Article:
I blog here like my opinions actually matter.
Season two of Star Trek Discovery features the return of the premier starship Enterprise, but with a striking redesign that is causing some debate amongst fans. Narratively it is stated to be the same NCC-1701 ship from the original series, but many aspects of the new design are inconsistent with the original. The size, shape and basic layout reference the original but have been modified, putting it at odds with the recognizable ship’s form people have come to love from Star Trek: The Original Series.
My quest for finding and reviewing the cheapest products possible has taken an interesting turn. This time I roped in a group of friends to tackle a twist on the Pepsi challenge - testing an array of sugar free cola beverages, seeing what comes out on top and if the no-name brands can stand up to the titans.
The motivation for this challenge was my friend Mark’s proclamation that Diet Coke is his drink of choice and, while some other options are bearable, nothing beats the original. It’s 95% of his beverage consumption - outside of exorbitant craft beer, at least. He put his pre-game odds of spotting the Diet Coke at 75% - very modest for the enthusiast he is.
My whole life I’ve been obsessive. There isn’t any middle ground, if I enjoy something I want it all. I want to deep dive into every little thing about it. On the other hand, if something doesn’t grab me I can’t half like it. Sitting on fences is just too uncomfortable.
I grew up very awkwardly. School wasn’t fun, I was bullied and could never fit into any social circles. I left high school prematurely, and a few months after that I got admitted to professional help. Doing that ended up with me being diagnosed as having high functioning autism, also called Asperger syndrome.
It’s not a label I like to give myself. I don’t want people to make assumptions about who I am based on a flaw in how my brain is wired, but I know it’ll help to make sense of how I behave and think in this context.
Update 13 March 2019: Certain people are using the discussion around Star Trek Discovery to promote bigoted ideas and openly attack actors and other people involved with the show. This is both horrific and embarrassing, especially considering the ideal Star Trek represents - inclusivity.
Attacking anyone online for a TV show is never acceptable. I’m extremely frustrated and even upset about the direction Star Trek Discovery is taking in regards to continuity, but it is absolutely not grounds for abusive and hurtful interactions on social media. Many people are enjoying Discovery, and they are entitled to share how much they are enjoying it without encountering hate. I do hope Star Trek can return to be more inline with what came before, but no one is entitled to have that happen.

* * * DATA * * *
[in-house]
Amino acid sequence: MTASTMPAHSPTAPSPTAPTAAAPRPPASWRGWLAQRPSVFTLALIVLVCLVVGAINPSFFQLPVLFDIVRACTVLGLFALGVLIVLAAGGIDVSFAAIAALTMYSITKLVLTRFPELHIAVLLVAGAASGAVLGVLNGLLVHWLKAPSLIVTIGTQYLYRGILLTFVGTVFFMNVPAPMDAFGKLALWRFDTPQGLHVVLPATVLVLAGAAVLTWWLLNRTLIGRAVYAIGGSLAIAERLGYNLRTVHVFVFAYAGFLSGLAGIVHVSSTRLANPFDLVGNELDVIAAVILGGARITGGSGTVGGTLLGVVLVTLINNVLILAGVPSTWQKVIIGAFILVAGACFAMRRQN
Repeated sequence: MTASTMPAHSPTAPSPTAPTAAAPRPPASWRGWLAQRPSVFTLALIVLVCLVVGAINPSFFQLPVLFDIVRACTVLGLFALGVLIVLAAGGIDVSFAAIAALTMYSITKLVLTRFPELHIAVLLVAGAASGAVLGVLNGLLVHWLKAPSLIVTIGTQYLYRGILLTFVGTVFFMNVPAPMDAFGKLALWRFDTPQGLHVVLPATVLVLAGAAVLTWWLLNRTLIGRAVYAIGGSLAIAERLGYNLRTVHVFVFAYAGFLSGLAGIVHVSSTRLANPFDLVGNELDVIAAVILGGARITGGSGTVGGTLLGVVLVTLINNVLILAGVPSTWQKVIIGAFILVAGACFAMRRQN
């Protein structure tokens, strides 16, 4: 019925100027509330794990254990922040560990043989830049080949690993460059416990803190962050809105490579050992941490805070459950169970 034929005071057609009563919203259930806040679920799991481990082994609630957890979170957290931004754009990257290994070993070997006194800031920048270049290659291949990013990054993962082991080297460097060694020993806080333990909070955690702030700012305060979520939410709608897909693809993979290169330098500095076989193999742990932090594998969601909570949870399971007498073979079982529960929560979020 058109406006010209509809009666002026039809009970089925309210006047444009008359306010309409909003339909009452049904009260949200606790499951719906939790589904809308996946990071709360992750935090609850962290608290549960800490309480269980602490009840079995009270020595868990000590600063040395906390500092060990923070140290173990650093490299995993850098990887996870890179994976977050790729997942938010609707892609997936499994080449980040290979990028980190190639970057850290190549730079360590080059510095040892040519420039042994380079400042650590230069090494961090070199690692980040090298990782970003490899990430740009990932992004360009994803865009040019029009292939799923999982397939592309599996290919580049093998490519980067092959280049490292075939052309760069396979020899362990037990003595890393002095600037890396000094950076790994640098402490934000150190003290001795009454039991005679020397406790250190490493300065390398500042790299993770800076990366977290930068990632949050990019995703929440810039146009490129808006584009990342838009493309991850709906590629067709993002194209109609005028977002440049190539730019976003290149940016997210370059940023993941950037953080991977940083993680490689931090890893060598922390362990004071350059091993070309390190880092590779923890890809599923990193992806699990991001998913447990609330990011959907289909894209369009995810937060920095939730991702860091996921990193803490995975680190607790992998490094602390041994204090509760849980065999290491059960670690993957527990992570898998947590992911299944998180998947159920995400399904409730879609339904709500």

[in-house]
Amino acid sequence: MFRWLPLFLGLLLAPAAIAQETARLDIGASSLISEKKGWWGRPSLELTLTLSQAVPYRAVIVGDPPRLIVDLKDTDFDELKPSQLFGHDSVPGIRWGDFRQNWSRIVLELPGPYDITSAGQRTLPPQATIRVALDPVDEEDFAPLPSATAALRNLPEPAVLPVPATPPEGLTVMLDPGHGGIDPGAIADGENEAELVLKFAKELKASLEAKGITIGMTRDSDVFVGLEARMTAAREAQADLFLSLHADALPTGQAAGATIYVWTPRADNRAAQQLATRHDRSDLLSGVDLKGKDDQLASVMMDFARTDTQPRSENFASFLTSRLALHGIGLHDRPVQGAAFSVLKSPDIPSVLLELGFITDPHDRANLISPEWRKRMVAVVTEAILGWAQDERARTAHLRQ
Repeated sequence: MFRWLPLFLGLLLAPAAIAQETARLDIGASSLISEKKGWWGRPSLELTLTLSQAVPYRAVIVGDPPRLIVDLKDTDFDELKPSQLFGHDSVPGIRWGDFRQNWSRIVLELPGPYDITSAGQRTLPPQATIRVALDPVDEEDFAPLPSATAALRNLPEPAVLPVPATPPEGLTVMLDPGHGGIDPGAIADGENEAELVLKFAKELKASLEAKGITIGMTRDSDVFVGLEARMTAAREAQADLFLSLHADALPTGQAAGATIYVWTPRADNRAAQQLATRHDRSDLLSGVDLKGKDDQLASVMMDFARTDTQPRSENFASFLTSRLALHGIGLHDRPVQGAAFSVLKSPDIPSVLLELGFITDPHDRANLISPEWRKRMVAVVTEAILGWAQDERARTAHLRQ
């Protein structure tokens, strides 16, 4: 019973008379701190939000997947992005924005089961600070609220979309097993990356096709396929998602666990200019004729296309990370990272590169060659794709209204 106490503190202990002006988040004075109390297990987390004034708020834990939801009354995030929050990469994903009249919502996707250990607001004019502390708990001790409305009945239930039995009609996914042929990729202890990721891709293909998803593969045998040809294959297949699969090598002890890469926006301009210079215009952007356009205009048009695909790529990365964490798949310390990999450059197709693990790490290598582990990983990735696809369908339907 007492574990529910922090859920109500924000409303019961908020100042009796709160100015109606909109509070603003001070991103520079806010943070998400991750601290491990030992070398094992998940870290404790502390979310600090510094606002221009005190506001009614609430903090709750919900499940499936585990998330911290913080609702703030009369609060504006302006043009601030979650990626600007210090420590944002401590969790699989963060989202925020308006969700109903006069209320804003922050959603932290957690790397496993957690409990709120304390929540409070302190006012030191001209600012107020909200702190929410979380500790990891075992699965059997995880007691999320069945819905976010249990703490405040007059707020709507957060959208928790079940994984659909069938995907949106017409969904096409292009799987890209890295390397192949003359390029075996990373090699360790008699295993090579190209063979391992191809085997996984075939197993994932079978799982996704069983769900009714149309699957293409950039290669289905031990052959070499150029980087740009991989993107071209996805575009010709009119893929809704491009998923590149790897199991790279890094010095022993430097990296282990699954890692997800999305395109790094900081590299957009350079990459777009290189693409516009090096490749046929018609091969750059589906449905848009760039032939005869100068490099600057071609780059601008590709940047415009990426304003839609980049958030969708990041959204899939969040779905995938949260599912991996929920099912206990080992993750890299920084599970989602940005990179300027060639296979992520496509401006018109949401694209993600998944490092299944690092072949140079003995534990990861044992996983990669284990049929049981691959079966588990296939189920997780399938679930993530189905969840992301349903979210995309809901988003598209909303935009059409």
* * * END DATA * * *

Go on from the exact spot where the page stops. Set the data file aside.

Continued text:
I’m into Star Trek way too much. I still have a mountain of tapes, discs and books populating the majority of my shelf space, and my friends get irritated at my need to quote and reference the characters and plots in casual conversation.
In my continuing quest to discover the cheapest viable technology products, I’ve switched my attention to smart phones. Browsing Aliexpress, the best balance between specifications and price I found was under the very obscure Vernee brand - the T3 Pro model. I opted for the dark blue color, paid my $110 and three weeks later it was in my mailbox.
I’ve never been into Fallout. The closest thing was putting 50 hours into Oblivion over a decade ago. I have owned Skyrim, Fallout 3 and Fallout 4 (via Xbox Game Pass) but wasn’t compelled enough to move very far beyond the introductions. I do understand the appeal! It’s a vast world with extremely diverse ways to do things. The several hundred hours that even a casual player can put into these worlds makes perfect sense.
But since that time I’ve made friends - one who loves the Bethesda style. In the lead up to the recently released Fallout 76, he was eager to dive in, but wanted buddies to join him to get the most out of the new multiplayer online experience.
I’m just putting this together before bed. Feeling rather reflective, I’m documenting my day. It’s an archetype of my existence, being a caregiver and being this goofy human being in small town nowhere.
Over the New Year’s vacation I got invited by a friend to visit him and his family while they were camping at a nearby site. It was the real deal! Extra large tents, barbeques, mosquitoes - the works. There might have been a plug to charge a phone, but that’d be about it. Hipsters could call it a digital detox. The idea of a whole week without screens, games and lines of code made him shiver.
This won’t make sense, but I’m trying here.
After moving back from the city at the end of last year, my responsibilities and life have become rather static. I get told I do an important job and do it well, but I still feel sharply pathetic revealing what I do. Saying to someone that I look after an elderly man in a small, dead town isn’t very attractive.